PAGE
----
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Vanuatu to enlist the aid of Malta in forming Blockchain and ICO regulations

The Vanuatu Minister of Foreign Affairs, Ralph Regenvanu, has recently discussed plans with the government of Malta for the creation of blockchain legalization and regulation in Vanuatu.

Written by Tristan Harley Published on

During a recent summit in Malta Vanuatu Minister of Foreign Affairs Ralph Regenvanu was able to meet with the Maltese Prime Minister, Dr. Joseph Muscat, and request that Malta share their legislation and experience concerning blockchain with Vanuatu.

Muscat, who had previously given a speech at the summit advocating for the national use of blockchain and global solutions to global issues, was reportedly “very gracious in immediately offering the Vanuatu government all the assistance it is going to need.

This comes after an event in late September, in which Vanuatu state regulators suspended the issuance of Financial Dealers Licenses (FDL) to the country’s blockchain related businesses. This was due to a public warning issued by the Reserve Bank of Vanuatu (RBV) claiming that crypto transactions undermined their anti-money laundering and counter-terrorist financing obligations. As such, the RBV recommended that all institutions and citizens “refrain from involving themselves in cryptocurrency business with immediate effect.”

Malta, on the other hand, maintains a progressive stance on the matter. It is the only country in the world with a proper legal framework on distributed ledger technologies (DLT) and blockchain. Its own government has dubbed Malta as the “blockchain island”.

Regenvanu expressed to the Maltese Prime Minister the desire to bring blockchain, DLT and Initial Coin Offerings (ICOs) in Vanuatu under regulations and frameworks which could be accepted internationally. He also recommended the establishment of a “Commonwealth of Blockchain Islands”, so as to standardize the regulation of blockchain and cryptocurrencies amongst several countries. Muscat reportedly welcomed this idea. Regenvanu has plans to initiate this concept in his meeting with the Commonwealth Secretariat in London, later this week.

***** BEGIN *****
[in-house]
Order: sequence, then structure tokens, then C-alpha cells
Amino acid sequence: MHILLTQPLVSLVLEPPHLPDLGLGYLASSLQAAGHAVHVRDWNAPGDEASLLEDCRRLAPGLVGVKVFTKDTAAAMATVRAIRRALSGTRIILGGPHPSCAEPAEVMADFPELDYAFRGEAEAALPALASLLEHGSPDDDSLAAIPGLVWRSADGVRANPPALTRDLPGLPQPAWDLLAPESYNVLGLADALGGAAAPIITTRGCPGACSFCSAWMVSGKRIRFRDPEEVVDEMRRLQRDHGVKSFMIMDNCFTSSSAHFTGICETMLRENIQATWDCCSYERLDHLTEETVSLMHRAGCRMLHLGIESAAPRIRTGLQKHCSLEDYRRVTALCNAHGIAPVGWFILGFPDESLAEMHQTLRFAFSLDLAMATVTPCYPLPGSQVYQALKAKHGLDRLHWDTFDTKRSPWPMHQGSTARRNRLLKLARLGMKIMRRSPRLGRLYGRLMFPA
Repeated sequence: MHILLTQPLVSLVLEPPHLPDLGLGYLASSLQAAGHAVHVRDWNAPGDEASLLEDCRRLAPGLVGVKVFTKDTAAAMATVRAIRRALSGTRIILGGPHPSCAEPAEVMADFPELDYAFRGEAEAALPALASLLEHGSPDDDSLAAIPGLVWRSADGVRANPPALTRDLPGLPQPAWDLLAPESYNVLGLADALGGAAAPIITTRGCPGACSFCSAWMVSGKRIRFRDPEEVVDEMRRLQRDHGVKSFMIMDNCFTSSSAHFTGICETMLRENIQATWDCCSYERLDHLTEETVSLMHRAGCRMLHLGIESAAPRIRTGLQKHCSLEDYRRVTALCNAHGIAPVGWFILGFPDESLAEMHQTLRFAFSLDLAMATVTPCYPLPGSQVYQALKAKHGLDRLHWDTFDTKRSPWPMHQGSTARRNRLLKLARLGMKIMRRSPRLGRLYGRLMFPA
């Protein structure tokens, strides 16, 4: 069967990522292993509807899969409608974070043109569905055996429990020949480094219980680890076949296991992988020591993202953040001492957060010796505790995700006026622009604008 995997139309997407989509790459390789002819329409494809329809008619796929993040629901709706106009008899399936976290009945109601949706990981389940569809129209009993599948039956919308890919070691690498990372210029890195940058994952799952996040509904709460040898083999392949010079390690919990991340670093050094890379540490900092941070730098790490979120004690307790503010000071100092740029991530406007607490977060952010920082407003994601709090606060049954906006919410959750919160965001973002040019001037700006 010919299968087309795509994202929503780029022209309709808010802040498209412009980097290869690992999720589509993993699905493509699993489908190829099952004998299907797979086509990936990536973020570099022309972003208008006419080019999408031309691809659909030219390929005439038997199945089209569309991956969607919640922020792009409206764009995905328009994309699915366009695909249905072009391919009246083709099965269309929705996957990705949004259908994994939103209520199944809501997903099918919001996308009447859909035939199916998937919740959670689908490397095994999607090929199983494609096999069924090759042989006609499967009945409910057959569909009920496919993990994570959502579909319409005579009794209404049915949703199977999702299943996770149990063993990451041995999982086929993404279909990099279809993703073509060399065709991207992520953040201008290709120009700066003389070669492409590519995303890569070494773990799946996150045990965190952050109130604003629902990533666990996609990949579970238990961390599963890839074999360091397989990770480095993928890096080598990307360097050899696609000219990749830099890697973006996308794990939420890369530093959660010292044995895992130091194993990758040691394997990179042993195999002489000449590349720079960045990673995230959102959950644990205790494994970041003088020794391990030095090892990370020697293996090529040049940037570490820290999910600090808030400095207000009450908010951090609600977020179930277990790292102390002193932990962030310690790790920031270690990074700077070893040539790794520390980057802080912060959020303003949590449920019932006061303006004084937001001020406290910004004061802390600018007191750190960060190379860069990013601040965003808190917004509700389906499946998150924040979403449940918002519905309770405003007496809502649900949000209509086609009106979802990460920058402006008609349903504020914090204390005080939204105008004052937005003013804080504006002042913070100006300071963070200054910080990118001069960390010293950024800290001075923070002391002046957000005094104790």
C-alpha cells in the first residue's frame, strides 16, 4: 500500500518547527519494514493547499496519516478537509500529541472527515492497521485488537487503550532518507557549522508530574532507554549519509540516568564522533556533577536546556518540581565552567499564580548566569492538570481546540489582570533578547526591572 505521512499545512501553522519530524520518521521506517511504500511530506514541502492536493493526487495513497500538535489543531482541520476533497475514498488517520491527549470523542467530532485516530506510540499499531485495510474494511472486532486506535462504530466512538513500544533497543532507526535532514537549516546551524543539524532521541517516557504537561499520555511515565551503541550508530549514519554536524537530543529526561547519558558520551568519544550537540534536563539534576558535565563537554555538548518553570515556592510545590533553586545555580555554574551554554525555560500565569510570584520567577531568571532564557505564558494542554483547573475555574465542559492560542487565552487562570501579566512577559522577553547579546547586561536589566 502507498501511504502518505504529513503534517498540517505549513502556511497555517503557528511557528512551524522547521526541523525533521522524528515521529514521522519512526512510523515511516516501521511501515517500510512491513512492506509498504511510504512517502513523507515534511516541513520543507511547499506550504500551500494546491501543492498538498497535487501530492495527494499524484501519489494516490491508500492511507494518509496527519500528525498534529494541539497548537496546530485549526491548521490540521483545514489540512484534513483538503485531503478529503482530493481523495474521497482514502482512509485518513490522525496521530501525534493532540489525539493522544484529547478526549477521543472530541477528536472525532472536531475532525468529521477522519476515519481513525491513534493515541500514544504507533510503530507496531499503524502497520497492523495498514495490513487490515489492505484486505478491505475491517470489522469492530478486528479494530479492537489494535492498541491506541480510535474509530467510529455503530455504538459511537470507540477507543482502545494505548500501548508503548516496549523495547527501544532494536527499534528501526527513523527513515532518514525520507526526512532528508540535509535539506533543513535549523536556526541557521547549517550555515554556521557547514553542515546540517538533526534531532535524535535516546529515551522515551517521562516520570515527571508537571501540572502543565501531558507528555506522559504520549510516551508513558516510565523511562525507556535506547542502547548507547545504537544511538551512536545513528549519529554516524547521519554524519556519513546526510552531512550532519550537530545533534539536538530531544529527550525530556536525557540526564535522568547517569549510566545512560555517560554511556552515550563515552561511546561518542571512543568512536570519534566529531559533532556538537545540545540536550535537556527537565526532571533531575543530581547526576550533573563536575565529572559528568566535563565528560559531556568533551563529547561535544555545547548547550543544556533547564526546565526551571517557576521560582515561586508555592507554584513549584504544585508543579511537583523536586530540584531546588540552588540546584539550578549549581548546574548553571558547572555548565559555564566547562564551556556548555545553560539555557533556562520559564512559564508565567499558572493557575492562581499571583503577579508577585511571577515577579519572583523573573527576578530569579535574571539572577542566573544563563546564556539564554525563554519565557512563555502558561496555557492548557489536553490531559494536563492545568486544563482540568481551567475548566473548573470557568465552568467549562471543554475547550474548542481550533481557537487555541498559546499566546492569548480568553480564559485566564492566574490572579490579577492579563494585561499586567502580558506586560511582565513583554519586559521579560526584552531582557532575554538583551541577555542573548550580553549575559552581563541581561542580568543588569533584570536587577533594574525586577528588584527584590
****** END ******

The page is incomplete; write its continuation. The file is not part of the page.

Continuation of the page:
Regenvanu also met with the Pro-Rector of the University of Malta to discuss the provision of training to Ni-Vanuatu students and state regulators about these new blockchain related technologies.

Keeping up his stride, the Vanuatu Minister also met with the CEO of the Malta Financial Services Authority, Joseph Cuschieri. Cuschieri has agreed to provide technical assistance to not only blockchain technology regulation, but also with Vanuatu’s financial supervision.

Several companies are showing interest in locating their business’ within Vanuatu, so long as an internationally accepted regime regarding blockchain and cryptocurrency is installed. Among the interested parties is Revolut, a digital mobile banking company, as well as other digital exchange firms.

This potentially marks the very first foundations of a global national economy involving the regulated use of cryptocurrency and blockchain technology.

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